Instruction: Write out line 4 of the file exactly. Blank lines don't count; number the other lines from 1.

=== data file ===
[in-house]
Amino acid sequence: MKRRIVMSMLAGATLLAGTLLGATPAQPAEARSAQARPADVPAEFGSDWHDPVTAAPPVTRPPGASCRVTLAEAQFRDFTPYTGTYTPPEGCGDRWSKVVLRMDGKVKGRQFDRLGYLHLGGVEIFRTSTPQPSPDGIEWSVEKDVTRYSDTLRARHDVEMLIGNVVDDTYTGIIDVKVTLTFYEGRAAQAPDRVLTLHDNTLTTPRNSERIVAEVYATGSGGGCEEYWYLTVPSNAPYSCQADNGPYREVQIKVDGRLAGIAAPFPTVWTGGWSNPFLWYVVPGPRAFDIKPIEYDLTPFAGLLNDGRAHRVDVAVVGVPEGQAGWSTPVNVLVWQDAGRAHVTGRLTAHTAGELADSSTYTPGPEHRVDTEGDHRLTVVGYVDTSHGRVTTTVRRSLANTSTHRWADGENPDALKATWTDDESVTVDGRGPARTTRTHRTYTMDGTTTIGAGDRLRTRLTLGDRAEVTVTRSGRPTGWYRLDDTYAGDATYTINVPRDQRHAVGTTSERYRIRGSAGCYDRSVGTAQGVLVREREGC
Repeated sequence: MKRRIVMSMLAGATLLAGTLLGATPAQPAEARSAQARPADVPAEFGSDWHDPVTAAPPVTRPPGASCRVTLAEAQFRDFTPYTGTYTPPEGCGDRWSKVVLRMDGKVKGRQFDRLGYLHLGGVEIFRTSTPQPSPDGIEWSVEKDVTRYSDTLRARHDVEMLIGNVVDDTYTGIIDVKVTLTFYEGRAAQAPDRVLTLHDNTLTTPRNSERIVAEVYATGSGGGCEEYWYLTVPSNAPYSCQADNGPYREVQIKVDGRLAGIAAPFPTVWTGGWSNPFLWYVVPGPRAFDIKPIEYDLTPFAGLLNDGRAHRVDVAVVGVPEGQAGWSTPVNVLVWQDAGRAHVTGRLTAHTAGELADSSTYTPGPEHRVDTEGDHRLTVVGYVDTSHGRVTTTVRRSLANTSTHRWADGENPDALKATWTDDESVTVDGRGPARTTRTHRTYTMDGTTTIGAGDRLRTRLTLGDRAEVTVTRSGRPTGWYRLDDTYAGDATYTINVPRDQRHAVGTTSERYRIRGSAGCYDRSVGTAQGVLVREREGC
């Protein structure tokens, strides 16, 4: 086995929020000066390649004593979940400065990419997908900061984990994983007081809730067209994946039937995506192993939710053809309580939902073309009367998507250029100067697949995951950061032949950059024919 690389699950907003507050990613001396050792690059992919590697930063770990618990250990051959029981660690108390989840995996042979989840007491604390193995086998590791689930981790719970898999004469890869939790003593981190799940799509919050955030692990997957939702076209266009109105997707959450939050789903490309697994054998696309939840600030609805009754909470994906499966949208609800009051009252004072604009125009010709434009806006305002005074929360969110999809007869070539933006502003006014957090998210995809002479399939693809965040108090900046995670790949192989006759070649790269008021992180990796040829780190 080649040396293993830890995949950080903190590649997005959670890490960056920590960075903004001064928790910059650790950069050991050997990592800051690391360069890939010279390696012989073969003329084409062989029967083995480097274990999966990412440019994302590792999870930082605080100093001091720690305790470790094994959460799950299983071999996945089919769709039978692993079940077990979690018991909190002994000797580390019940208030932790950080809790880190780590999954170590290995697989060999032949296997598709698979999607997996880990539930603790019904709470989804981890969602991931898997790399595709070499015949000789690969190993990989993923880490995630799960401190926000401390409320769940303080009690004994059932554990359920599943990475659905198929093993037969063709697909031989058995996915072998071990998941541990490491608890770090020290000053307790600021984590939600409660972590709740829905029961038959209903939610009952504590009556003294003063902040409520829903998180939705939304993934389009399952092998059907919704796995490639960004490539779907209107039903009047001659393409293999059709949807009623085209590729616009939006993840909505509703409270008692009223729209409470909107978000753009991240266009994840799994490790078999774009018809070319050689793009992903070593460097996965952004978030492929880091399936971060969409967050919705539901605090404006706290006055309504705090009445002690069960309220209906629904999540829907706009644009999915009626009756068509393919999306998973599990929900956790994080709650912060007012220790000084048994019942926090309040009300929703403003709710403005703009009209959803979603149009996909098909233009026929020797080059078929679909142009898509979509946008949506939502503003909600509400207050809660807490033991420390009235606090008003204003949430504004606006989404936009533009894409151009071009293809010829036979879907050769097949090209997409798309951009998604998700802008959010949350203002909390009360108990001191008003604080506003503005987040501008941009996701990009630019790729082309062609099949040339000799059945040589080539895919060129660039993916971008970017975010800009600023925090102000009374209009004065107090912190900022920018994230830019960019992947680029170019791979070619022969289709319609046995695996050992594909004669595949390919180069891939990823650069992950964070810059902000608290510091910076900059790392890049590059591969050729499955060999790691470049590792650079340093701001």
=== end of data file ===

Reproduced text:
């Protein structure tokens, strides 16, 4: 086995929020000066390649004593979940400065990419997908900061984990994983007081809730067209994946039937995506192993939710053809309580939902073309009367998507250029100067697949995951950061032949950059024919 690389699950907003507050990613001396050792690059992919590697930063770990618990250990051959029981660690108390989840995996042979989840007491604390193995086998590791689930981790719970898999004469890869939790003593981190799940799509919050955030692990997957939702076209266009109105997707959450939050789903490309697994054998696309939840600030609805009754909470994906499966949208609800009051009252004072604009125009010709434009806006305002005074929360969110999809007869070539933006502003006014957090998210995809002479399939693809965040108090900046995670790949192989006759070649790269008021992180990796040829780190 080649040396293993830890995949950080903190590649997005959670890490960056920590960075903004001064928790910059650790950069050991050997990592800051690391360069890939010279390696012989073969003329084409062989029967083995480097274990999966990412440019994302590792999870930082605080100093001091720690305790470790094994959460799950299983071999996945089919769709039978692993079940077990979690018991909190002994000797580390019940208030932790950080809790880190780590999954170590290995697989060999032949296997598709698979999607997996880990539930603790019904709470989804981890969602991931898997790399595709070499015949000789690969190993990989993923880490995630799960401190926000401390409320769940303080009690004994059932554990359920599943990475659905198929093993037969063709697909031989058995996915072998071990998941541990490491608890770090020290000053307790600021984590939600409660972590709740829905029961038959209903939610009952504590009556003294003063902040409520829903998180939705939304993934389009399952092998059907919704796995490639960004490539779907209107039903009047001659393409293999059709949807009623085209590729616009939006993840909505509703409270008692009223729209409470909107978000753009991240266009994840799994490790078999774009018809070319050689793009992903070593460097996965952004978030492929880091399936971060969409967050919705539901605090404006706290006055309504705090009445002690069960309220209906629904999540829907706009644009999915009626009756068509393919999306998973599990929900956790994080709650912060007012220790000084048994019942926090309040009300929703403003709710403005703009009209959803979603149009996909098909233009026929020797080059078929679909142009898509979509946008949506939502503003909600509400207050809660807490033991420390009235606090008003204003949430504004606006989404936009533009894409151009071009293809010829036979879907050769097949090209997409798309951009998604998700802008959010949350203002909390009360108990001191008003604080506003503005987040501008941009996701990009630019790729082309062609099949040339000799059945040589080539895919060129660039993916971008970017975010800009600023925090102000009374209009004065107090912190900022920018994230830019960019992947680029170019791979070619022969289709319609046995695996050992594909004669595949390919180069891939990823650069992950964070810059902000608290510091910076900059790392890049590059591969050729499955060999790691470049590792650079340093701001």